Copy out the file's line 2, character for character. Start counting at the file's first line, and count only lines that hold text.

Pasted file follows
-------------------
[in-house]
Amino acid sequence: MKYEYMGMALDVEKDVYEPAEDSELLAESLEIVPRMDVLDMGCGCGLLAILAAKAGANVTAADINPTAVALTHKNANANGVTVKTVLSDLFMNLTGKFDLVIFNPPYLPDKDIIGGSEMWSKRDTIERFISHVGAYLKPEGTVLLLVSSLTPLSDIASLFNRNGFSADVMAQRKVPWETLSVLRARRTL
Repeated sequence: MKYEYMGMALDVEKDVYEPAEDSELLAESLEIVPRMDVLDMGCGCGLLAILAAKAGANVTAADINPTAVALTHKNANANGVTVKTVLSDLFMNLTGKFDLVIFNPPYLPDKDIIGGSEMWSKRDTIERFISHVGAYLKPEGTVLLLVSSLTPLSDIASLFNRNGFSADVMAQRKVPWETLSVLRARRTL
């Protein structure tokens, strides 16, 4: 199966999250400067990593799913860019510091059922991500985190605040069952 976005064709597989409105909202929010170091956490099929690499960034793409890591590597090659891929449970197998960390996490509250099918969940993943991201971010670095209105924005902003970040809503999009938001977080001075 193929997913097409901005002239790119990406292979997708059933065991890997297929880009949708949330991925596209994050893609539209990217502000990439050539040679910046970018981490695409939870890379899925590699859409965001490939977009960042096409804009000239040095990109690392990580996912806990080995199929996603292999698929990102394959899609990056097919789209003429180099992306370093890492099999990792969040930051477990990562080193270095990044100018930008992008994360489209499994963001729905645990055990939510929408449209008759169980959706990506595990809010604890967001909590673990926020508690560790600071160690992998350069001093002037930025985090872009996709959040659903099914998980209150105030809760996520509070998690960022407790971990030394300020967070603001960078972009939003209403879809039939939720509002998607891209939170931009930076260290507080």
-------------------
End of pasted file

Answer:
Amino acid sequence: MKYEYMGMALDVEKDVYEPAEDSELLAESLEIVPRMDVLDMGCGCGLLAILAAKAGANVTAADINPTAVALTHKNANANGVTVKTVLSDLFMNLTGKFDLVIFNPPYLPDKDIIGGSEMWSKRDTIERFISHVGAYLKPEGTVLLLVSSLTPLSDIASLFNRNGFSADVMAQRKVPWETLSVLRARRTL